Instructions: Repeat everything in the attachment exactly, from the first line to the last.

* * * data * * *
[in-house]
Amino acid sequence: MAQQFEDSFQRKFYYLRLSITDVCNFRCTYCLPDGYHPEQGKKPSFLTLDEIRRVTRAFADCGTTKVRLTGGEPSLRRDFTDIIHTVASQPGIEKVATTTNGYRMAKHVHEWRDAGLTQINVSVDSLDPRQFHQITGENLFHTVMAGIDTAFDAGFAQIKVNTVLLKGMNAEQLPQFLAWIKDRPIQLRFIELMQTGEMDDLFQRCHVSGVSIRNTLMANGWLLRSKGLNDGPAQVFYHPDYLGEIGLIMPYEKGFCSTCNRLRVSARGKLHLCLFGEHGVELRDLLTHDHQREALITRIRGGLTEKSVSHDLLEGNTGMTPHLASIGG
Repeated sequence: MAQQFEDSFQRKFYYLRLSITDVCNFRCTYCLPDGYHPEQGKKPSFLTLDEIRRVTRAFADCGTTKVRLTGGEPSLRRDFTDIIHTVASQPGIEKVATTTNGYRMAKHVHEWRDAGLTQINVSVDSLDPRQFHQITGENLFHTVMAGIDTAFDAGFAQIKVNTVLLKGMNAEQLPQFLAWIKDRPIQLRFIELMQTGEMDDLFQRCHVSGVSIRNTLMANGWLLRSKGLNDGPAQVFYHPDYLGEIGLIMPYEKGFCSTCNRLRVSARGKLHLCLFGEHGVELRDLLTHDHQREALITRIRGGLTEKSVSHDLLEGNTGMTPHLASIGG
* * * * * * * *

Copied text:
[in-house]
Amino acid sequence: MAQQFEDSFQRKFYYLRLSITDVCNFRCTYCLPDGYHPEQGKKPSFLTLDEIRRVTRAFADCGTTKVRLTGGEPSLRRDFTDIIHTVASQPGIEKVATTTNGYRMAKHVHEWRDAGLTQINVSVDSLDPRQFHQITGENLFHTVMAGIDTAFDAGFAQIKVNTVLLKGMNAEQLPQFLAWIKDRPIQLRFIELMQTGEMDDLFQRCHVSGVSIRNTLMANGWLLRSKGLNDGPAQVFYHPDYLGEIGLIMPYEKGFCSTCNRLRVSARGKLHLCLFGEHGVELRDLLTHDHQREALITRIRGGLTEKSVSHDLLEGNTGMTPHLASIGG
Repeated sequence: MAQQFEDSFQRKFYYLRLSITDVCNFRCTYCLPDGYHPEQGKKPSFLTLDEIRRVTRAFADCGTTKVRLTGGEPSLRRDFTDIIHTVASQPGIEKVATTTNGYRMAKHVHEWRDAGLTQINVSVDSLDPRQFHQITGENLFHTVMAGIDTAFDAGFAQIKVNTVLLKGMNAEQLPQFLAWIKDRPIQLRFIELMQTGEMDDLFQRCHVSGVSIRNTLMANGWLLRSKGLNDGPAQVFYHPDYLGEIGLIMPYEKGFCSTCNRLRVSARGKLHLCLFGEHGVELRDLLTHDHQREALITRIRGGLTEKSVSHDLLEGNTGMTPHLASIGG